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Discussion Starter #1 (Edited)
It appears practically everything I need to know about the Sierra is in the user manual that Soundtraxx very kindly sent me.

I have however still one dilemma, which battery to choose: Stay with the 9v nimh battery allready installed very professionally by the previous loco owner on the Soundtraxx Sierra sound Sistem and modify the shuff start with programing to compensate for the high voltage . (The easy choice). To buy the Power Sonic PS-605 Battery Soundtrax recommends as a replacement (The safe choice). Or to install 5 x 1,2 volts nimh batteries hooked up to produce the required 6v. (The best choice?)
I remember reading that Soundtraxx do not recommend the use of nimh batteries on their products. I would like to know why. Contradictory to this Soundtraxx recommendation is the view expressed in the last part "Sierra Battery Issues" of this very interesting article http://www.trainweb.org/girr/tips/tips6/sierra_tips.html Here the author points out that the batteries Soundtraxx uses die completely if not used very often. A great inconvenience considering that trains are a hobby and most people do not or can not practice their hobby constantly. The author argues that nimh batteries apart from being very inexpensive recuperate easily from long periods of being without charge and that they work perfectly with the Sierra .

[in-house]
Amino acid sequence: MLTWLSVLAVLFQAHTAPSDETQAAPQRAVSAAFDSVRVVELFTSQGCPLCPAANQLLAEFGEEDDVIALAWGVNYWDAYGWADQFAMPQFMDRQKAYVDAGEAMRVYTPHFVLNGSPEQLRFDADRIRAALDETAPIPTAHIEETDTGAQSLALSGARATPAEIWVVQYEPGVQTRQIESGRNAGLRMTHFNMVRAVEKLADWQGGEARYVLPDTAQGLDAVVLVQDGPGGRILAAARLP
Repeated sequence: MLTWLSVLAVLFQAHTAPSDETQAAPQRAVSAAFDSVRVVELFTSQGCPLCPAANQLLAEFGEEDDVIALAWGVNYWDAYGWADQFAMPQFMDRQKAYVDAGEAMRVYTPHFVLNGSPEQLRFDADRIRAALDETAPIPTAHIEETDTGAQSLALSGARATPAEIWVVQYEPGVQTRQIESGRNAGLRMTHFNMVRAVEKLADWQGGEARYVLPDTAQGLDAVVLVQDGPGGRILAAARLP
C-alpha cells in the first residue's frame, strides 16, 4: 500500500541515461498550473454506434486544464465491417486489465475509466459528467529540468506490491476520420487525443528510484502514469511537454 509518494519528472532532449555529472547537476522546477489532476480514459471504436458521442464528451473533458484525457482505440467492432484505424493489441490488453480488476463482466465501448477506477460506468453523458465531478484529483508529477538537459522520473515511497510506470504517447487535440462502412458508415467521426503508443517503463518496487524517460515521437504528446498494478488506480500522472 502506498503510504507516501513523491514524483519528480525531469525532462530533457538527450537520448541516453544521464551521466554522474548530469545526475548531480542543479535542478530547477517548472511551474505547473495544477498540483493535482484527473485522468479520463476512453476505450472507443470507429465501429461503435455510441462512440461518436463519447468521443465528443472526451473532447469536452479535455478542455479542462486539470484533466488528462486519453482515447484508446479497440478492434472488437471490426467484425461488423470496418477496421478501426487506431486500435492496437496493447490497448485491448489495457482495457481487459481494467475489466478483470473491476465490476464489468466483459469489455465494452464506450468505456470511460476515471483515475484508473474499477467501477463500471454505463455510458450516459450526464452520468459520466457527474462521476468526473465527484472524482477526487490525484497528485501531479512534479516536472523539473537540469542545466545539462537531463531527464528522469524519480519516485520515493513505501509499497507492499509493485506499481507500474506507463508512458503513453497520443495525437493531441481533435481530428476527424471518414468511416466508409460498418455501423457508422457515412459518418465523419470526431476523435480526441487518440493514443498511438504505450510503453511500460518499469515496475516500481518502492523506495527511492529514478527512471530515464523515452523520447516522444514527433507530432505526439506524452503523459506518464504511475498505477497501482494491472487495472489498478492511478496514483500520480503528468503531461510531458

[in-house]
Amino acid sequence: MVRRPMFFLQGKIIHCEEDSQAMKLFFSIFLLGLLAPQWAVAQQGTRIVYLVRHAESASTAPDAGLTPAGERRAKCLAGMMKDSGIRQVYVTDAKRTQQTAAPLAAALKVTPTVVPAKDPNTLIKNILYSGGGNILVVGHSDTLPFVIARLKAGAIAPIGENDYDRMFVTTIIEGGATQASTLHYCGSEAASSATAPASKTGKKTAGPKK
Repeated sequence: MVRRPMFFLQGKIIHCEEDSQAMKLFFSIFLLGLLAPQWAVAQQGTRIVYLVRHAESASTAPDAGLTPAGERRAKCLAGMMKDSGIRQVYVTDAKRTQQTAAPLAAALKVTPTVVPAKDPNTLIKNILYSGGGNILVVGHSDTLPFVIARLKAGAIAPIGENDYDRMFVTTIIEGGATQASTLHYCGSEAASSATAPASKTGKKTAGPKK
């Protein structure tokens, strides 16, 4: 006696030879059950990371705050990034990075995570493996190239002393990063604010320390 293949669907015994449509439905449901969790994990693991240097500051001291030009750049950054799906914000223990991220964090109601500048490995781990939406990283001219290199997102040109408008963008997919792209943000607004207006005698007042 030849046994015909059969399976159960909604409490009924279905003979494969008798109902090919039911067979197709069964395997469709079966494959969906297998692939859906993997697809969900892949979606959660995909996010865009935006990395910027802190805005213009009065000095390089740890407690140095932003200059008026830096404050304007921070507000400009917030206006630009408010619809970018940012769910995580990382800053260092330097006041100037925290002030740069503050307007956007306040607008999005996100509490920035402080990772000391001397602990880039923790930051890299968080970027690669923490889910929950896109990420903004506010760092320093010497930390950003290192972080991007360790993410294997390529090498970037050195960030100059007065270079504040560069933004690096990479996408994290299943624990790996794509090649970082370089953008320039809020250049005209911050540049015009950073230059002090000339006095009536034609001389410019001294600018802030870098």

I would very much like you experts to comment on this.
Thank you again for your patience and advice.
 

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The author argues that nimh batteries apart from being very inexpensive recuperate easily from long periods of being without charge and that they work perfectly with the Sierra .